We have an update on that lawsuit filed last year by a former compliance officer at JP Morgan, who says she was fired for raising concerns about weaknesses in the bank’s compliance program. JPMorgan has now filed a motion to dismiss, and depicts the former compliance officer as a terrible employee who was fired for poor performance.
The lawsuit was filed last fall by Shaquala Williams, who worked for JPMorgan for 16 months in 2018 and 2019 as a vice president on the bank’s global anti-corruption compliance team. Her primary duties were to prepare monthly reports for senior management on certain corruption risk indicators, and to review and oversee the bank’s third-party intermediary compliance program.
According to Williams, she flagged several problems in JPMorgan’s compliance program almost immediately: poor policies and procedures to govern third-party intermediaries, a lack of invoice controls, and deficient due diligence processes, among other issues. When Williams tried to raise her concerns to higher-ups in JPMorgan’s compliance function, she said, those supervisors and others at the bank first tried to downplay her concerns. When she pushed ahead with internal complaints anyway, supervisors then allegedly retaliated by giving her poor performance reviews. She was fired in November 2019.
That was Williams’ version of events, at least. She filed a retaliation lawsuit in federal court last November. On April 29 JPMorgan replied with a motion to dismiss. Since Radical Compliance devoted a whole post to Williams’ initial complaint, it’s only fair that we give time to JPMorgan’s response, too.
Allegations of Poor Performance
JPMorgan’s basic argument is that Williams was a poor employee: someone who complained about so much, and whose performance was so sub-standard, that JPMorgan had legitimate grounds to fire her no matter what concerns she was raising about the compliance program. Says one passage in JPMorgan’s motion:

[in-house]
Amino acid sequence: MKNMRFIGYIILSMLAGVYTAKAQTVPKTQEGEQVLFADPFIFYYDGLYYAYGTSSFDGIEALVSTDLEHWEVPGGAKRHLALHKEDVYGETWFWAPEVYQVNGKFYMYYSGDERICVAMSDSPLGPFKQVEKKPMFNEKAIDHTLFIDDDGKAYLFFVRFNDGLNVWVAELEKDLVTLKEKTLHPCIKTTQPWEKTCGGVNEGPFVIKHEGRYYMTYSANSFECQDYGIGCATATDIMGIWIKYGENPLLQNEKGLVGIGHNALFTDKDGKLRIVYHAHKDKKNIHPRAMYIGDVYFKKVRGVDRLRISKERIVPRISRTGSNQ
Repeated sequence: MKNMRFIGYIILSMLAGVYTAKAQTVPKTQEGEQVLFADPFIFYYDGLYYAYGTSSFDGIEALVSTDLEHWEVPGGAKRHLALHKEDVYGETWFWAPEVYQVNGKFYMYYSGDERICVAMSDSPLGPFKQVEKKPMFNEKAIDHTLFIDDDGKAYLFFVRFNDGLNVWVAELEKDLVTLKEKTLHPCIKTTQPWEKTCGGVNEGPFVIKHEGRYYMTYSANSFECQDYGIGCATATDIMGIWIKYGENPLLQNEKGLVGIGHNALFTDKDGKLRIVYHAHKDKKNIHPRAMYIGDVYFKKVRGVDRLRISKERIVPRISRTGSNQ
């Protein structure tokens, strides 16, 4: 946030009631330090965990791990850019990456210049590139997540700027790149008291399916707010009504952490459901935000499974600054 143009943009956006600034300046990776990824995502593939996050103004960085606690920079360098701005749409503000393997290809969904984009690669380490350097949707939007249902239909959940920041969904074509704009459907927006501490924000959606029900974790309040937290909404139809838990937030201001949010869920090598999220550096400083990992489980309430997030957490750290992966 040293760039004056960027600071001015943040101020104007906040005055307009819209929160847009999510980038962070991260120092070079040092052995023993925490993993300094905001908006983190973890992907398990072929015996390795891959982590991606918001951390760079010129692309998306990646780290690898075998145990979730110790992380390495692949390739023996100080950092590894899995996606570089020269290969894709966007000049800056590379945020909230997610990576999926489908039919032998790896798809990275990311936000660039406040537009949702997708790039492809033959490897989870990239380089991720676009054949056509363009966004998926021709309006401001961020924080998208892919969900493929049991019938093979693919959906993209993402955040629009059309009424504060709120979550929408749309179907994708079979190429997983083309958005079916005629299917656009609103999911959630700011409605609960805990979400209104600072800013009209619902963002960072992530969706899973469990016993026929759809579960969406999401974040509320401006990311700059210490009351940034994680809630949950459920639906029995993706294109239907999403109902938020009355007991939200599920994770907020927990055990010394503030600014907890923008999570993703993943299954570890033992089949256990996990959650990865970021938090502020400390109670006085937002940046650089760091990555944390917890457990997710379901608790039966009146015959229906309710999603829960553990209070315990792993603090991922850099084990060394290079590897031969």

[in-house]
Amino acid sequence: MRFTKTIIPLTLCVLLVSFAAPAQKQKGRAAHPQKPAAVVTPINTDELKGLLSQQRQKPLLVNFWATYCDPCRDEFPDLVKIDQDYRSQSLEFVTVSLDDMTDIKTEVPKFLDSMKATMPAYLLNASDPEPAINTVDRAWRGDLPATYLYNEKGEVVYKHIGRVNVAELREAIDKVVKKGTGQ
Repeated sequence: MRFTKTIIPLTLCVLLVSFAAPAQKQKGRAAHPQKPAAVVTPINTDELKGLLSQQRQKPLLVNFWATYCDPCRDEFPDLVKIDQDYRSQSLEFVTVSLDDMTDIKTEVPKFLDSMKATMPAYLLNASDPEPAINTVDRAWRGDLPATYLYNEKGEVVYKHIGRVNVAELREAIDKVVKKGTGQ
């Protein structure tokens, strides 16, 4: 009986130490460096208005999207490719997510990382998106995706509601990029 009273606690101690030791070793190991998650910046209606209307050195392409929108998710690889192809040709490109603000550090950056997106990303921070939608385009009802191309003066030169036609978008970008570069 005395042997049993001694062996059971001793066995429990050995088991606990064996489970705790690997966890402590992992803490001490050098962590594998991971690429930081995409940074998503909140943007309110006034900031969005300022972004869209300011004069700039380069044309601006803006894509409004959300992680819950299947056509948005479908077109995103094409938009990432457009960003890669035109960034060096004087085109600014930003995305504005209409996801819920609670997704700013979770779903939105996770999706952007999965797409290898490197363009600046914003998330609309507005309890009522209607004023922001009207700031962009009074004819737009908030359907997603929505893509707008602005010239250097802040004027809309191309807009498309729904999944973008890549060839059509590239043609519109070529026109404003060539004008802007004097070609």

Far from retaliating against plaintiff, JPMorgan devoted an extraordinary amount of resources to considering, understanding, investigating, and responding to plaintiff about any concerns she raised… Nothing about plaintiff’s complaints, however, excused her from the legitimate consequences of her performance and behavioral deficiencies, or gave plaintiff license to act rude and unprofessional to coworkers, push her work onto others, or refuse to collaborate with key stakeholders.
Most of JPMorgan’s motion then went into painful detail about those alleged acts of rudeness and unprofessionalism. For example, when Williams flagged various concerns about JPMorgan’s third-party risk program to her supervisors, and her boss then asked how her proposed solutions might be implemented, Williams supposedly retorted, “Not my problem” and said more senior compliance executives could “have that battle.”
JPMorgan also included evidence from Williams’ coworkers that they didn’t like working with her, either. For example, in 2019 one of her colleagues wrote to a more senior compliance officer: “I sent [Williams] an email ahead because I didn’t feel comfortable going to her desk … she doesn’t want anyone on the team talking to her so I would like to keep it on email basis going forward if that’s OK.”